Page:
Immersed in Great Affairs: Allan Nevins and the Heroic Age of American History

by Gerald L. Fetner. This first exhaustive biography of former Columbia history professor Allan Nevins traces his life from influential journalist for various New York newspapers to a renowned historian whose commitment to narrative history defied social scientific trends (State University of New York Press, $45).

C.T. Hsia on Chinese Literature

by C.T. Hsia, professor emeritus of Chinese. This collection not only studies traditional drama, early modern fiction and Chinese communist fiction, but also provides a critical perspective on Chinese literature and the Western methods used to appreciate it (Columbia University Press, $39.50).

Women and Confucian Cultures in Premodern China, Korea, and Japan, edited

by Dorothy Ko, Barnard professor of history; Jahyun Kim Haboush, King Sejong Professor of Korean Studies; and Joan R. Piggott. These essays contend that the conventional notion of Confucianism as anti-feminist unfairly represents the social and cultural histories of pre-modern East Asia (University of California Press, $24.95).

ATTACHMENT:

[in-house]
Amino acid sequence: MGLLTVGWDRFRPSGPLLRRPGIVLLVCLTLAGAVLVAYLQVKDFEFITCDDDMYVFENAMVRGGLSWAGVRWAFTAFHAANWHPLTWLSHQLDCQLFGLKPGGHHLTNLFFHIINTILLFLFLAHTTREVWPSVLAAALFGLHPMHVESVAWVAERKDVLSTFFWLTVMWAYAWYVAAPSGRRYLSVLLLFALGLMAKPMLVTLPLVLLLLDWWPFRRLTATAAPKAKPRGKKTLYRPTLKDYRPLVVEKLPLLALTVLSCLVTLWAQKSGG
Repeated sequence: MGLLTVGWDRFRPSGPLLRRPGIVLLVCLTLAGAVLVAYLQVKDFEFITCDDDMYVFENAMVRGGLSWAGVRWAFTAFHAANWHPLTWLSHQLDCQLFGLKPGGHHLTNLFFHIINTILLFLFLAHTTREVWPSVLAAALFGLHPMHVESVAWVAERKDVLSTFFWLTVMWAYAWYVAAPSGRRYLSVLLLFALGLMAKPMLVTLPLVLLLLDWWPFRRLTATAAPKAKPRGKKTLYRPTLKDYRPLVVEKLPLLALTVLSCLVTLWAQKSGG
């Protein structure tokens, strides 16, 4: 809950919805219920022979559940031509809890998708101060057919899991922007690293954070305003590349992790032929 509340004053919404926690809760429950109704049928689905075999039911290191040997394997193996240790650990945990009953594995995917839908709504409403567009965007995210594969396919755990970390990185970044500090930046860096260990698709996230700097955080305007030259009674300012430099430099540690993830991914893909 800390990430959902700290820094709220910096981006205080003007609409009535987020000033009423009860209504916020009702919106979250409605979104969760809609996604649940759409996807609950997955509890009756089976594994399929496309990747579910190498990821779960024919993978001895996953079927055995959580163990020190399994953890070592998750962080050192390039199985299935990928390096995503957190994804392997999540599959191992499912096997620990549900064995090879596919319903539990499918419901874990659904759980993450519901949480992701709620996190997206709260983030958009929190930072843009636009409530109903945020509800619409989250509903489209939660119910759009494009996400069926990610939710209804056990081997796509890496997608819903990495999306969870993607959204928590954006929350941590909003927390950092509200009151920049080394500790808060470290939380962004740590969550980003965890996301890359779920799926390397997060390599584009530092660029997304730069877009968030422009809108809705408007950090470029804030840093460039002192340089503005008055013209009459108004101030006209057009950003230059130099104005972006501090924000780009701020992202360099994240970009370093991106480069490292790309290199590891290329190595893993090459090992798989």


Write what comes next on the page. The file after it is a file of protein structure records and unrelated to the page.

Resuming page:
Uptown Conversation: The New Jazz Studies

edited by Robert G. O’Meally, Zora Neale Hurston Professor of English and Comparative Literature; Brent Hayes Edwards; and Farah Jasmine Griffin, professor of English and comparative literature. These essays examine jazz’s impact on culture, its experimental wing and the influence of settings outside the United States as well as offer a fresh look at jazz greats such as Miles Davis, Louis Armstrong and Thelonious Monk (Columbia University Press, $24.50).

Peter Kang ’05


Columbia College Today features books by alumni and faculty as well as books about the College and its people. For inclusion, please send review copies to:

Laura Butchy, Bookshelf Editor
Columbia College Today
475 Riverside Dr., Ste 917
New York, NY 10115-0998